L ENRACINEMENT SIMONE WEIL PDF

Shelves: , philosophy A strange, angry book that brings you into contact with a weird, wonderful soul -- that of a deeply intelligent mystic. This is a book written in from a philosophical mind fixed on eternity to address a temporal question: how should France rebuild itself following the end of World War II? The problem at hand, in her A strange, angry book that brings you into contact with a weird, wonderful soul -- that of a deeply intelligent mystic. The problem at hand, in her diagnosis, is deracination -- the uprootedness of modern life. The process of thought behind everything here, though, is startling and fresh -- you feel as if you are in conversation with an original.

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Shelves: , philosophy A strange, angry book that brings you into contact with a weird, wonderful soul -- that of a deeply intelligent mystic. This is a book written in from a philosophical mind fixed on eternity to address a temporal question: how should France rebuild itself following the end of World War II? The problem at hand, in her A strange, angry book that brings you into contact with a weird, wonderful soul -- that of a deeply intelligent mystic.

The problem at hand, in her diagnosis, is deracination -- the uprootedness of modern life. The process of thought behind everything here, though, is startling and fresh -- you feel as if you are in conversation with an original. Some ideas presented here: - Obligations trump rights. We have an obligation to respect one another because we are human. Society should be built on the basis of this respect. Further concatenation: we have obligations to meet the needs -- physical and spiritual -- of human beings.

Hence, the French Revolution failed because it tried to establish a secular form of society, with rights based in the finite human realm and thus unsupported. Without it, ennui would reign, which is just as crippling as fear is in totalitarian societies. Truth is knowledge about what you love. The lack of concern for truth in the modern world is one of the obstacles to civilization.

Greatness, instead, should center on sacrificial love: the unknown nurse working heroics in the army hospital, the master giving up his own life to his enemy so that his slaves will not be tortured, Christ undergoing His Passion.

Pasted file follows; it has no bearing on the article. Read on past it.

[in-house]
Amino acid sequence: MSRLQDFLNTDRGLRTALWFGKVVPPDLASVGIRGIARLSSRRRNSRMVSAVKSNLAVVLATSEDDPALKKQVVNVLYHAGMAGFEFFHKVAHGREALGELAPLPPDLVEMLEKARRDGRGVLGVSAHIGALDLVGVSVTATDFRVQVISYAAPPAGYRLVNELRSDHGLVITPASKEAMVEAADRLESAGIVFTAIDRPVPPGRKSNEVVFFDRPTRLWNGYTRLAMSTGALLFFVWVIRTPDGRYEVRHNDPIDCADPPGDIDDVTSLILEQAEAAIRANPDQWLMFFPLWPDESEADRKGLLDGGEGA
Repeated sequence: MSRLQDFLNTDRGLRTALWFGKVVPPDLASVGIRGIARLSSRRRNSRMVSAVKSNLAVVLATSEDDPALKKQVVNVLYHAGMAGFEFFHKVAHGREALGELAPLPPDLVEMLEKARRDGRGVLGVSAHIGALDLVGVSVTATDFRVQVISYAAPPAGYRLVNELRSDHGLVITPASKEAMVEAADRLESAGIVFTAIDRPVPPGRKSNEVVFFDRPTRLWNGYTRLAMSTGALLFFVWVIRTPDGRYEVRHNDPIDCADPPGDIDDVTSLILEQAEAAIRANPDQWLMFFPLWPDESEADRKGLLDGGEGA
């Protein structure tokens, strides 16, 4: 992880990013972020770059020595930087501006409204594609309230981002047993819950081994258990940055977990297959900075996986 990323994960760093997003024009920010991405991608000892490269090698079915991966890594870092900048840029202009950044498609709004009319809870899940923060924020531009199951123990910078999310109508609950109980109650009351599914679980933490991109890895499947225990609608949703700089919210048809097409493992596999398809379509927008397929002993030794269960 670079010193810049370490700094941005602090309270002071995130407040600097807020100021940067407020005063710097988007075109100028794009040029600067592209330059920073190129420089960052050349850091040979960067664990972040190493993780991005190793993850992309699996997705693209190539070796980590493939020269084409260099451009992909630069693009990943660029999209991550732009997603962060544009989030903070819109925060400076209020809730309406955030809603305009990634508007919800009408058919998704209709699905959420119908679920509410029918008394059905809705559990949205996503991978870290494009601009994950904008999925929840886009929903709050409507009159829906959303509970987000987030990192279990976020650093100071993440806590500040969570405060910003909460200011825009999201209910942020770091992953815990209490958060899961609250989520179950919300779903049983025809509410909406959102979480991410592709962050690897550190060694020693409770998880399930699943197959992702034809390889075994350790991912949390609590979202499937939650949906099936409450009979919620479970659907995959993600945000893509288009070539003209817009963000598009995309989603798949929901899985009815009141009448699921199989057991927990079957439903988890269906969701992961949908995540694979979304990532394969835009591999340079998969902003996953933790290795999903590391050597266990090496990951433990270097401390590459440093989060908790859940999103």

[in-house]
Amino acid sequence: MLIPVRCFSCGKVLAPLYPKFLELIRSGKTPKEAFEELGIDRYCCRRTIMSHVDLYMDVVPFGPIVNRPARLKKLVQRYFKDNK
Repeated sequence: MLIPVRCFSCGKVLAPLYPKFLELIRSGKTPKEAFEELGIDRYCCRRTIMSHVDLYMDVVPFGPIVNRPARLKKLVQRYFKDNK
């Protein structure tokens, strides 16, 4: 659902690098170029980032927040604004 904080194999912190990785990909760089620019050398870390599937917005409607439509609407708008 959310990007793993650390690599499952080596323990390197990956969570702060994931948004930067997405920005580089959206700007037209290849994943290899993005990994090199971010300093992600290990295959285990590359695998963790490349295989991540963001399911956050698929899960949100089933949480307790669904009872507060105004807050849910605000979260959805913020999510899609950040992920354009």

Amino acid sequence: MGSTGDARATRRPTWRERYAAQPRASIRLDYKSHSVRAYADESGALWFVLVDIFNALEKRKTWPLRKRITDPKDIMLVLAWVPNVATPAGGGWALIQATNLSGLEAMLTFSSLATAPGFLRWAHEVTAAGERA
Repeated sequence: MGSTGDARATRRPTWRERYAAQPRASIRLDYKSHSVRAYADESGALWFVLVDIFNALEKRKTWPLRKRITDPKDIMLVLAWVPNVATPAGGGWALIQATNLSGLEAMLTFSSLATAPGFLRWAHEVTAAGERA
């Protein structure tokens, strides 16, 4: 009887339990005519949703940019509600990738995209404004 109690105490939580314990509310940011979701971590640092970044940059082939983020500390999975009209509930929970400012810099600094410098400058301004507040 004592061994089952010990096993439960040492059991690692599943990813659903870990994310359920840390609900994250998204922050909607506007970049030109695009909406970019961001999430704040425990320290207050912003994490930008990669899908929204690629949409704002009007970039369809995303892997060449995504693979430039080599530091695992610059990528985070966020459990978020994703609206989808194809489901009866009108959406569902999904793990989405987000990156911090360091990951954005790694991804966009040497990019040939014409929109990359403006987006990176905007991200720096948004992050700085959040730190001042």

She gives Christ at his arrest by Pilate as an example, for all those who loved Him abandoned Him to death. Instead, "the sum of the particular intentions of God is the universe itself. To show what is beneficial, what is obligatory, what is good -- that is the task of education. Education concerns itself with the motives for effective action.

For no action is ever carried out in the absence of motives capable of supplying the indispensable amount of energy for its execution. This is an interesting idea, but there is a bitter, personal hate in everything she writes about ancient Rome that makes it suspect. Her denunciation of the Hebrew part within the Christian tradition is also confusing, disturbing.

Weil was a Jew, though she did not practice Judaism. However, the brilliance of the book as a whole, the impracticality of so many suggestions aside, and the curious compassion you come away with for this odd genius so serious in laying out her ideas, make it a worthwhile read.

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L’Enracinement de Simone Weil

Background[ edit ] 4 Carlton gardens, London. Weil was stationed here while she wrote Need for Roots. The book was written in the early months of Its initial form was a report which Weil had been asked to write for the Free French Resistance movement concerning the possibilities for effecting a regeneration in France once the Germans had been driven back. Her analysis was informed by a year-long stretch as a factory hand and by several periods working as an agricultural labourer. Part 1 is subdivided into fourteen sections, each dealing with a specific human need. Part 2 is subdivided into three sections, dealing with the concept of uprootedness in relation to urban life, to rural life and to nationhood.

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